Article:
Ralph says that he and Piggy should get over feeling uncomfortable about talking to Sam and Eric, so he and Piggy walk down to the pool where Sam and Eric have gone to bathe after dragging a big log back to the beach signal fire.

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All four boys are uncomfortable and ashamed of their part in Simon’s death. Sam and Eric say they had gotten lost in the forest after they had left the feast the night before.

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Sam asks Ralph and Piggy if it had been a good dance. Piggy says that he and Ralph had left before the dance. All four boys know that they had each participated in the dance and in Simon’s murder, but none of them admit it.

After a long night, Roger goes to Castle Rock to see if Jack and others are there. Robert calls out, “Halt! Who goes there?” Roger thinks the question is silly because Robert can see him clearly. Robert says Jack, the chief, is giving the orders.

Robert shows Roger how Jack has planned to defend Castle Rock. Above the narrow walkway leading to Castle Rock, there is now a lever and a log under a big rock. When Robert pushes on the lever stick, the rock moves.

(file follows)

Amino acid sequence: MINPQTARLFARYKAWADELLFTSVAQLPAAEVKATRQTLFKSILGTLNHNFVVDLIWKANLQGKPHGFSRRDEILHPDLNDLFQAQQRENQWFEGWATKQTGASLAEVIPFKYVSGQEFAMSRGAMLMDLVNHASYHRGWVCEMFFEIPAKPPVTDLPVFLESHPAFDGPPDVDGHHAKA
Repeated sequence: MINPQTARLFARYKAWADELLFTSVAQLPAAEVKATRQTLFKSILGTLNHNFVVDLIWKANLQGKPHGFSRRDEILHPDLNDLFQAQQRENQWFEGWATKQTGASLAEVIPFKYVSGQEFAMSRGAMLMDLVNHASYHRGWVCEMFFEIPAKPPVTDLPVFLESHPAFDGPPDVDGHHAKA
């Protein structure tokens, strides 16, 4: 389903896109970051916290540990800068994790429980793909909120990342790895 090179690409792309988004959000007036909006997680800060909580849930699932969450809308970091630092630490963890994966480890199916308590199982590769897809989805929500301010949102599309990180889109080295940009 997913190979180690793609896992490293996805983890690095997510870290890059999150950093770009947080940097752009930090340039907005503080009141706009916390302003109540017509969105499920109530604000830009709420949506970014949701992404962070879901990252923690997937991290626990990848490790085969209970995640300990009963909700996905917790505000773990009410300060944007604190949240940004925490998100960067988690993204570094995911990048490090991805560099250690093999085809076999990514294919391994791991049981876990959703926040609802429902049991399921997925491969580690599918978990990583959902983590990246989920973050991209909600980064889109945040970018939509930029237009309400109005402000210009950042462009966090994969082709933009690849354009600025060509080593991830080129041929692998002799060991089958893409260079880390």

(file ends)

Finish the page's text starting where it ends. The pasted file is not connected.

If an enemy comes to Castle Rock, a guard could push a little harder on the lever to send the rock crashing down on the enemy below.

Robert tells Roger that Jack has had a boy named Wilfred (a character we have not heard of before) tied up for hours. Jack is making Wilfred wait in fear for a promised beating.

Roger asks why Jack wants to beat Wilfred. Robert does not know. Roger thinks about this misuse of power but says nothing.

Roger and Robert go to sit below Jack who is talking to other boys at the mouth of a cave entrance. Jack has ordered boys to untie the crying and beaten Wilfred.

Jack says they will hunt again the next day, but some boys will need to stay behind to improve the cave and defend Castle Rock from Ralph’s group. One boy asks why Ralph’s group would come. Jack says Ralph’s group will try to spoil things.

Note: Piggy and Ralph could not use reason because Jack’s need to hunt kept spoiling things. Jack still doesn’t feel he can do whatever he wants as long as Ralph and Piggy can express a different view – that shelter and a signal fire are more important than hunting.

Jack says that the defenders will also have to defend Castle Rock from the beast. Jack says that the beast can disguise itself like it had the night before, crawling in and looking like Simon.